• June 28, 2017

    The Cases That Got The Justices Talking

    The justices’ level of engagement at oral argument can provide a crucial window into their thinking on an issue, but interpreting what that might mean for how they’ll rule is an elusive art. Here, Law360 looks at the sessions in which each justice engaged the most.

  • June 28, 2017

    Advocacy Group Says Trump's OK Not Needed For Returns

    The Electronic Privacy Information Center has struck back at IRS contentions that the advocacy group needs President Donald Trump’s consent for his tax returns to be released, instead telling a D.C. federal judge that its request invokes a different section of law to “correct a misstatement of fact,” regardless of taxpayer consent.

  • June 27, 2017

    Chicago-Area Retailers Sue Over Penny-An-Ounce Soda Tax

    A group of Chicago-area store owners filed a lawsuit Tuesday in Cook County Court seeking to halt the enactment of a penny-an-ounce county tax on soda pop, arguing it will negatively impact their sales.

  • June 27, 2017

    Gorsuch And Thomas Becoming Fast Friends At High Court

    In Neil Gorsuch, Clarence Thomas seems to have found a U.S. Supreme Court justice after his own heart. The court’s newest member and its most silent one cast identical votes in case after case this year, at times taking positions deemed more conservative than those of their fellow Republican appointees on the court.

  • June 27, 2017

    DOJ Says Challenge To Trump’s 2-For-1 Order Is Premature

    U.S. Department of Justice lawyers representing President Donald Trump said in a court filing Monday that a lawsuit challenging Trump’s executive order to repeal two federal regulations for each new one is premature since it has not yet caused injury to any parties.

  • June 27, 2017

    Tax Cuts In Senate Health Bill Unlikely To Spur Growth

    The billions of dollars in tax cuts in the U.S. Senate's now-delayed first attempt at repealing the Affordable Care Act will likely not spur broader economic growth if enacted, experts say, but they might encourage investors to cash in on stocks and other capital gains.

  • June 27, 2017

    NY Republicans Want To Keep Local Tax Deductions

    Members of the New York state GOP congressional delegation spoke out Tuesday against the Trump administration’s proposed revocation of a century-old federal tax deduction for state and local taxes that they say would create double taxation.

  • June 27, 2017

    5 High Court Concurrences That Read Like Dissents

    “Concurring opinion” can feel like a misnomer when a justice departs from — or downright slams — the reasoning of the majority. Here are the opinions from the latest U.S. Supreme Court term in which the biggest divisions bore the label of agreement.

  • June 27, 2017

    The Sharpest Dissents From This Supreme Court Term

    While there were fewer dissents coming from the U.S. Supreme Court during its October 2016 term than in years past, justices still managed to come up with creative disses and blistering attacks when they were on the losing side. Here, Law360 highlights the term’s top dissents.

  • June 27, 2017

    Costco Overcharged NY Taxes On Discounted Items, Suit Says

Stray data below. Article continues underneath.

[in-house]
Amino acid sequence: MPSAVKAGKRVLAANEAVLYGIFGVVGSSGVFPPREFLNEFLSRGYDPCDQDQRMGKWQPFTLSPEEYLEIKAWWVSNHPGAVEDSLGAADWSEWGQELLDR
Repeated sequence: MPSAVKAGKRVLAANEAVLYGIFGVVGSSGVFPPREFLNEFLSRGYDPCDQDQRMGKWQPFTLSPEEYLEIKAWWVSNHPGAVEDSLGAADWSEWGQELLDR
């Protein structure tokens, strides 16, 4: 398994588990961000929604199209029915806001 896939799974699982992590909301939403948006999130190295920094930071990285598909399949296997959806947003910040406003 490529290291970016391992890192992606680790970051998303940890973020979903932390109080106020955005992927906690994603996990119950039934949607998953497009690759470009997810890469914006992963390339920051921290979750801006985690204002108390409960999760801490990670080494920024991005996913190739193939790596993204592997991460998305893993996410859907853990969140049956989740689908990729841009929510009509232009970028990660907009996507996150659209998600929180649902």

A Costco Wholesale Corp. shopper hit the retailer with a putative class action in New York federal court on Monday, claiming it owes tens of millions of dollars for violating Empire State tax laws when it charged consumers sales tax for discounted items based on their full price.

  • June 27, 2017

    Same-Sex Tax Break Needs Marriage Or Civil Union: NJ Court

    Domestic partnerships are not enough for same-sex couples to claim estate tax exemptions in New Jersey, according to rulings that could go to the state’s high court on a question of marriage treatment and a gay couple’s belief that a “civil union” wouldn't cut it.

  • June 27, 2017

    Calif. Cap-And-Trade Fight Still A Live Issue, Foes Say

    California air regulators can't downplay the potentially sweeping changes to state tax law unleashed by an appellate court's endorsement of the state's greenhouse gas cap-and-trade program and the auction of emissions allowances underpinning it, the program's challengers told the California Supreme Court on Monday.

  • June 27, 2017

    No Taxable ‘Control’ In IRA Asset Transfer, 7th Circ. Says

    A Seventh Circuit panel knocked down an IRS appeal from U.S. Tax Court on Monday, agreeing that a taxpayer “was never in actual or constructive receipt” of retirement fund money he tried to use to purchase stock.

  • June 27, 2017

    Wyly Estate, SEC Spar Over Whether Kokesh Ends Claims

    The U.S. Securities and Exchange Commission and the estate of late business tycoon Charles Wyly Jr. shot off opposing briefs in the Second Circuit last week over whether the agency’s claims for disgorgement survive Wyly’s death or whether the U.S. Supreme Court’s recent Kokesh ruling puts his estate off the hook.

  • June 27, 2017

    ACA Repeal Vote Delayed As Support Ebbs

    Republican leaders on Tuesday canceled plans to vote this week on legislation to dismantle much of the Affordable Care Act, bowing to diminished support after a damaging government report on the bill's impact.

  • June 27, 2017

    Tax Code's 'Omnibus Clause' To Face High Court Review

    The U.S. Supreme Court on Tuesday agreed to hear a criminally convicted tax dodger’s challenge to the Internal Revenue Code’s “omnibus clause,” which makes obstruction of the code’s enforcement a criminal offense.

  • June 26, 2017

    Puerto Rico Defends Methods To Resolve Bond Conflict